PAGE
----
Updated on: March 17, 2016

Help Wanted: Will Work for HCPCS Codes

Original story posted on: March 25, 2014

“Like finding four-leaf clovers, the chances of hiring trained, credentialed, and experienced coders in 2014 are extremely poor,” wrote Torrey Barnhouse, the founder and president of TrustHCS, in his article that appeared in the March 18 edition of ICD10monitor e-news. “New approaches are needed to solve health information management’s (HIM’s) age-old problem: a lack of available skilled talent.”


Barnhouse reiterated that position on yesterday’s version of Talk-Ten Tuesday, expressing concern that the healthcare industry is “thousands of coders” shy of what will be necessary to fully support the transition to ICD-10 by the mandatory compliance date of Oct. 1, 2014.

Looking to an out-of-the-box approach, Barnhouse made the pitch that healthcare executives should consider medical transcriptionists (MTs). And he makes a compelling case, noting that “coding may be a good fit for MTs facing a bleak job forecast and fewer employment opportunities” while further pointing out that in comparing the professions, there are many similarities.

Consider an anecdotal example out of Helena, Mont., population 28,190, according to the last U.S. Census.

Enter 50-year-old Beverly Clark, a rebate specialist for Montana who works with physician-administered drugs in the state’s Medicaid program. Clark read the Barnhouse article and was compelled to reveal some personal history. Are you listening, Mr. Barnhouse?

“I am a certified coder of five years now and just read your article on coder shortages and I wanted to comment,” she wrote. “I spent most of my adult career as a cosmetologist/salon owner, and as I aged, benefits and retirement made me reexamine my career path. I enrolled in a program for displaced homeworkers as a medical office specialist, as I had some early life experience and interest in the medical field. I became very enthralled with medical coding and went on to take my exam.”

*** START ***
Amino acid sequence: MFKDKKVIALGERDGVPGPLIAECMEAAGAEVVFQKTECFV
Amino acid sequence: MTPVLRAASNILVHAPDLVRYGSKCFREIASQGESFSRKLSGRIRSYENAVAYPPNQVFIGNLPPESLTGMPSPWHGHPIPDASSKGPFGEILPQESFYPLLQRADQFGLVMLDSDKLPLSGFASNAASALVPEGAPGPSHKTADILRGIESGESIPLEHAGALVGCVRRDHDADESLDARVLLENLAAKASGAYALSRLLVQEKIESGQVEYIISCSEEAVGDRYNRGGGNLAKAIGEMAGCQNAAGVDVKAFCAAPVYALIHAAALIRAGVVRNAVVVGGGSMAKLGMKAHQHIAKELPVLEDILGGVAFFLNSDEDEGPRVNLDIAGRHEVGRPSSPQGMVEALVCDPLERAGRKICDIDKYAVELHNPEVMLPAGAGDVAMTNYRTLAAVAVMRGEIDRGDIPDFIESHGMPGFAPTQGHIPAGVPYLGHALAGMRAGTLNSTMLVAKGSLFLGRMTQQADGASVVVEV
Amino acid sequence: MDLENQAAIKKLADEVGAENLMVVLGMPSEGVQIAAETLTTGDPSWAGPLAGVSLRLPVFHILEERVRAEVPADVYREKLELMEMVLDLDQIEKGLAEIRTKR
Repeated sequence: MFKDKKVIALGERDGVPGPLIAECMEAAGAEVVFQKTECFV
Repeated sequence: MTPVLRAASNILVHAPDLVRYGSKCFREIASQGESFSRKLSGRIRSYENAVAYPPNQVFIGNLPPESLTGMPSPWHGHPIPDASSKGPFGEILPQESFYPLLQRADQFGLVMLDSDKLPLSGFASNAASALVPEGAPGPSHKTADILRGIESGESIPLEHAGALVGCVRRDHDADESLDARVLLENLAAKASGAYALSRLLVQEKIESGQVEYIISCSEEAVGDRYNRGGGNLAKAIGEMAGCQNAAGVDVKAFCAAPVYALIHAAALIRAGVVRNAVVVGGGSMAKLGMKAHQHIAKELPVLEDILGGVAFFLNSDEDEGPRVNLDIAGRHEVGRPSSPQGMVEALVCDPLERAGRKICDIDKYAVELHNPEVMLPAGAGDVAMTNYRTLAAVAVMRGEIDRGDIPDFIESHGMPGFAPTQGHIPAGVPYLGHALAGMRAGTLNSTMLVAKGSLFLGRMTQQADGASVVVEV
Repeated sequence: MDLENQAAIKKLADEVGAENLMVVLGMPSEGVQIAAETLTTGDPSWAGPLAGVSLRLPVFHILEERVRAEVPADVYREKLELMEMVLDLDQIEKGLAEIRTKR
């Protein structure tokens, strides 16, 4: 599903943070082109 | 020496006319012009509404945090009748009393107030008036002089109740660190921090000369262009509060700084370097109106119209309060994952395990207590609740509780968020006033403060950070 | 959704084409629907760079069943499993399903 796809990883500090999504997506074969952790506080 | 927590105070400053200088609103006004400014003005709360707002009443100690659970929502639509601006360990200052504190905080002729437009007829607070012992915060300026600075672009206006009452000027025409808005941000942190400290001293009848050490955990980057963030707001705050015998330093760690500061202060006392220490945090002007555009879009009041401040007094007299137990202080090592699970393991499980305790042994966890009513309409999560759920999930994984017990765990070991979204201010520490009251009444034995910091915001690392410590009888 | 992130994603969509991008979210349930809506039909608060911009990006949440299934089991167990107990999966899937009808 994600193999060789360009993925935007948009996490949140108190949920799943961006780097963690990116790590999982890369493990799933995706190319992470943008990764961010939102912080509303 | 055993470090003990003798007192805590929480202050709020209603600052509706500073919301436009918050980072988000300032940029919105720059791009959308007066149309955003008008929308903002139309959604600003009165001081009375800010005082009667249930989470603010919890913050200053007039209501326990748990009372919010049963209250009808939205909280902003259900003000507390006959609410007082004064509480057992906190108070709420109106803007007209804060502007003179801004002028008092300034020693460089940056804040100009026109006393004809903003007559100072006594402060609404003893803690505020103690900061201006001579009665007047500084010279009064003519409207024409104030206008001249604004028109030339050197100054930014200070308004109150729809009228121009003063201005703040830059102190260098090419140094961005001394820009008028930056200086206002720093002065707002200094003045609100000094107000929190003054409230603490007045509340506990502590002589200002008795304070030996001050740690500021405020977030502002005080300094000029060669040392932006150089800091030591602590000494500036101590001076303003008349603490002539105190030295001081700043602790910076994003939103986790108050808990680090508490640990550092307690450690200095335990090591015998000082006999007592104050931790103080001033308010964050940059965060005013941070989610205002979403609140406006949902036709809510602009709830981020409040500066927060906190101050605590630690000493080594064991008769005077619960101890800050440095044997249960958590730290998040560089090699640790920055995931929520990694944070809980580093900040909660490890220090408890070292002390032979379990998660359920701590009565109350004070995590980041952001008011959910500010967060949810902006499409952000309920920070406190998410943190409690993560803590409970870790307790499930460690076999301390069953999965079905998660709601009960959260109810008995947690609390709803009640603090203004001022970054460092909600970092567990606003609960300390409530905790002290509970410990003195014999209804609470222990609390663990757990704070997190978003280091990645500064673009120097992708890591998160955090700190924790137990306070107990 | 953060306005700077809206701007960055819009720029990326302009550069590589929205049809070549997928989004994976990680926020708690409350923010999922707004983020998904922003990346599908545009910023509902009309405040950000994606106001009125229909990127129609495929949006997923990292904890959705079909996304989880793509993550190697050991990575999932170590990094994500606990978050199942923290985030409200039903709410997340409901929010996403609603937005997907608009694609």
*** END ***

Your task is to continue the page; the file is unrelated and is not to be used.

Noting the apparent lack of employment opportunities in Montana, Clark found that her lack of experience closed a lot of doors in this arena.

Working for the state, Clark says that at least she has experience with HCPCS codes – but a “true coding position,” as she describes the ideal job, eludes her still.

“I love “solving mysteries and finding answers” as you stated in the article and am a very avid learner,” Clark wrote. “And I feel that I would be a great asset to any medical practice. I also know quite a few certified coders in my same situation.”

So, reasoned Clark, “why not, especially at this time, take a chance on inexperienced coders? We don’t have habits to break and would be a great blank canvas, so to speak, to invest in.”

“I am not a veteran or a transcriptionist,” she added, “but I feel that there are many of us being overlooked. ICD-10 training is quite expensive, and I feel like I have already invested a substantial amount into my certification. And in this economy it is (difficult) for me to step out and invest more only to not be able to utilize the education.”

Laying things on the line, Clark says she would take on an apprenticeship opportunity “in a heartbeat, as long as I can make a living doing it.” Moreover, she would be prepared to take a pay cut, if, as she writes, “someone would give me a chance to do what I love and then increase my salary as I prove my capabilities.”

Clark also wondered about others in a similar situation.

“Maybe this is due to where I live, but I can’t help but wonder: How many more of us are out there begging for an opportunity to fill this ever-increasing gap?”

Coincidentally, New Jersey-based Barnabas Health (www.barnabashealthcareers.org) announced on Monday that the health system would be conducting an HIM open house at its Monmouth Medical Center to interview “experienced” coders, as the announcement states, today from 4 to 7 p.m.

And, the Barnabas announcement, indicated, candidates must have the ability to work from home.

Hello, anyone?


Disclaimer: Every reasonable effort was made to ensure the accuracy of this information at the time it was published. However, due to the nature of industry changes over time we cannot guarantee its validity after the year it was published.
Chuck Buck

Chuck Buck is the publisher of ICD10monitor and is the executive producer and program host of Talk Ten Tuesdays.